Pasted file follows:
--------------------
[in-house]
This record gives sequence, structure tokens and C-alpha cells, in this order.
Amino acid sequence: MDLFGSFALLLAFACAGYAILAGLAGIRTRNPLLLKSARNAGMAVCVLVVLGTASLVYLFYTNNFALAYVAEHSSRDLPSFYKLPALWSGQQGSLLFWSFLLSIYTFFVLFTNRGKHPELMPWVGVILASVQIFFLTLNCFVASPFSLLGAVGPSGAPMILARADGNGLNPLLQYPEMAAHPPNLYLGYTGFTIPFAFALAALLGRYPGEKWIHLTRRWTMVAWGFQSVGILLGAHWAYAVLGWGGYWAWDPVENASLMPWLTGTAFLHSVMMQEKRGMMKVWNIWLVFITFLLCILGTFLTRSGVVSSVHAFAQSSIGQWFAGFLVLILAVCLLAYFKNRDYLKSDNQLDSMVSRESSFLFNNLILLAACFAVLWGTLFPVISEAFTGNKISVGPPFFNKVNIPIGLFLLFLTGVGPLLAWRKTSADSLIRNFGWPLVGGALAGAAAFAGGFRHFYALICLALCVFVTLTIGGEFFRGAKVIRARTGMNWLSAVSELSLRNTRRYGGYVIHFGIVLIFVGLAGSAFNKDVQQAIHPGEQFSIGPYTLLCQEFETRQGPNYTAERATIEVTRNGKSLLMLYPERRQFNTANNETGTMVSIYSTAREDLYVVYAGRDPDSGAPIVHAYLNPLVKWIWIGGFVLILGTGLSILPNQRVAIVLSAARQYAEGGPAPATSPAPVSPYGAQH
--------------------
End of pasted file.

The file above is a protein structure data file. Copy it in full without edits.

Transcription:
[in-house]
This record gives sequence, structure tokens and C-alpha cells, in this order.
Amino acid sequence: MDLFGSFALLLAFACAGYAILAGLAGIRTRNPLLLKSARNAGMAVCVLVVLGTASLVYLFYTNNFALAYVAEHSSRDLPSFYKLPALWSGQQGSLLFWSFLLSIYTFFVLFTNRGKHPELMPWVGVILASVQIFFLTLNCFVASPFSLLGAVGPSGAPMILARADGNGLNPLLQYPEMAAHPPNLYLGYTGFTIPFAFALAALLGRYPGEKWIHLTRRWTMVAWGFQSVGILLGAHWAYAVLGWGGYWAWDPVENASLMPWLTGTAFLHSVMMQEKRGMMKVWNIWLVFITFLLCILGTFLTRSGVVSSVHAFAQSSIGQWFAGFLVLILAVCLLAYFKNRDYLKSDNQLDSMVSRESSFLFNNLILLAACFAVLWGTLFPVISEAFTGNKISVGPPFFNKVNIPIGLFLLFLTGVGPLLAWRKTSADSLIRNFGWPLVGGALAGAAAFAGGFRHFYALICLALCVFVTLTIGGEFFRGAKVIRARTGMNWLSAVSELSLRNTRRYGGYVIHFGIVLIFVGLAGSAFNKDVQQAIHPGEQFSIGPYTLLCQEFETRQGPNYTAERATIEVTRNGKSLLMLYPERRQFNTANNETGTMVSIYSTAREDLYVVYAGRDPDSGAPIVHAYLNPLVKWIWIGGFVLILGTGLSILPNQRVAIVLSAARQYAEGGPAPATSPAPVSPYGAQH